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Dark at the Crossing: A novel by Elliot…

Dark at the Crossing: A novel

by Elliot Ackerman

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683247,303 (3.35)10



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This is a great book that I never quite got into. Even without being fully engaged, however, I was able to appreciate some of the truly stunning scenes that make up this book. It was a 3 1/2 star read for me, but I'm upgrading to 4 because I've been in a mood the last few days and that makes me a harsher grader. ( )
  GaylaBassham | May 27, 2018 |
Haris Abadi is an Iraqi by birth, American by gratitude. As an interpreter, his duty is blurred by emotion which leads to regret. Perhaps to set things right, he chooses to return to the Middle East and become a fighter for the Free Syrian Army. He meets Daphne and Amir who also struggle with events in their past and together they work to achieve their desires and cross the border back into Syria but the war is far reaching and filled with deception, revenge and betrayal. There is no place for naivete and the gullible. One needs to know where they're convictions lie, who the enemy is, what they are fighting and why. This story had an unexpected though not fulfilling conclusion and serves to reiterate just how ongoing and complicated this war can be. ( )
1 vote Carmenere | Oct 8, 2017 |
Dark at the reading, too. The author's military background in Afghanistan (setting of his debut novel Green on Blue), Iraq, and Syria wouldn't be enough to make this such a riveting and shame-making novel for every American - he's also a master at plot and dialogue. In this story, Haris, who served the US Army in Iraq as an interpreter, receives American citizenship as a reward (won't happen now - thanks, Trump) and settles with his sister in Michigan, working at a menial job while she attends college. Once his sister is engaged to an Emerati - and Ackerman is very clear on who's got all the luck out of all the Mideast countries - the ones with oil wealth and American backing - his restlessness brings him to Syria to join the Free Army in the fight against Al-Assad and Daesh. What could go wrong for Haris? Just about everything. What could go right for the reader? Just about everything in this fine novel of circumstances and of miserable choices, complete with an unexpectedly devastating ending. Painful and necessary. ( )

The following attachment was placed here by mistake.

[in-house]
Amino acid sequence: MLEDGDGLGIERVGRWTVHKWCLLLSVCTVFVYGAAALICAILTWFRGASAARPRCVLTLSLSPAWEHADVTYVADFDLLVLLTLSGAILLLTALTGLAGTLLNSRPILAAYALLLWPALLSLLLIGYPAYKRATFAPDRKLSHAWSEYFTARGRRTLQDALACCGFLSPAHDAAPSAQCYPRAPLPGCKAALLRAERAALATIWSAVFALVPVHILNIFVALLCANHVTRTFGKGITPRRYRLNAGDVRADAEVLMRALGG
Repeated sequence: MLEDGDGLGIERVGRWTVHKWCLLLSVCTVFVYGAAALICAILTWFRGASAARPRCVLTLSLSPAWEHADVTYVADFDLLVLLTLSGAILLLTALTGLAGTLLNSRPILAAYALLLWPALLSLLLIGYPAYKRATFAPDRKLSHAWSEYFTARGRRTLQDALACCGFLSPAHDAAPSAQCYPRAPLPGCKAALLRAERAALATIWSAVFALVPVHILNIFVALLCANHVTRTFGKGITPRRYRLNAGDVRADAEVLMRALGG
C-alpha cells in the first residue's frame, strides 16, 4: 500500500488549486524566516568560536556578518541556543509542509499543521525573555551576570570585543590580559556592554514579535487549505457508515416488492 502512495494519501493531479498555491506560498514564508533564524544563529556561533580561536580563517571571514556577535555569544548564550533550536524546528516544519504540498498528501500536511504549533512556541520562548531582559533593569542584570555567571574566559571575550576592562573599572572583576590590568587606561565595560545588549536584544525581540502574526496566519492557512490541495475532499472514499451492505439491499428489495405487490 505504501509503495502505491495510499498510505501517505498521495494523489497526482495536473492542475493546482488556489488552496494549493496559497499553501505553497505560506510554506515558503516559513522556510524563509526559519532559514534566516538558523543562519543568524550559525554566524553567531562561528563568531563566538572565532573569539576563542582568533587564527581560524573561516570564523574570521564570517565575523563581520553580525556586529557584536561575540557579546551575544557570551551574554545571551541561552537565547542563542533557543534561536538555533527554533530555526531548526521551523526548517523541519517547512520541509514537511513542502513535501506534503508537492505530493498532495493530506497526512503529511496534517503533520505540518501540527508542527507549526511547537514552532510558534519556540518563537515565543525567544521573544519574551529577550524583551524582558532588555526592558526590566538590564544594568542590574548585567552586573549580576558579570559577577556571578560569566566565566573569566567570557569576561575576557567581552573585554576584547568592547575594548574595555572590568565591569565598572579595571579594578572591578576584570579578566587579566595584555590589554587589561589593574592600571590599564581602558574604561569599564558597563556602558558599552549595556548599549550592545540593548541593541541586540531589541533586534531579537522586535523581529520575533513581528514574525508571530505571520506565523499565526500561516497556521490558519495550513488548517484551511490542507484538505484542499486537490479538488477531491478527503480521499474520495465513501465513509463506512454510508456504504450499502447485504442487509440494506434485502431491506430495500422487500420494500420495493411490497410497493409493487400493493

2 vote froxgirl | Mar 7, 2017 |
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"A timely new novel of stunning humanity and tension: a contemporary love story set on the Turkish border with Syria. Haris Abadi is a man in search of a cause. An Arab American with a conflicted past, he is now in Turkey, attempting to cross into Syria and join the fight against Bashar al-Assad's regime. But he is robbed before he can make it, and is taken in by Amir, a charismatic Syrian refugee and former revolutionary, and Amir's wife, Daphne, a sophisticated beauty haunted by grief. As it becomes clear that Daphne is also desperate to return to Syria, Haris's choices become ever more wrenching: Whose side is he really on? Is he a true radical or simply an idealist? And will he be able to bring meaning to a life of increasing frustration and helplessness? Told with compassion and a deft hand, Dark at the Crossing is an exploration of loss, of second chances, and of why we choose to believe-a trenchantly observed novel of raw urgency and power."-Provided by publisher.… (more)

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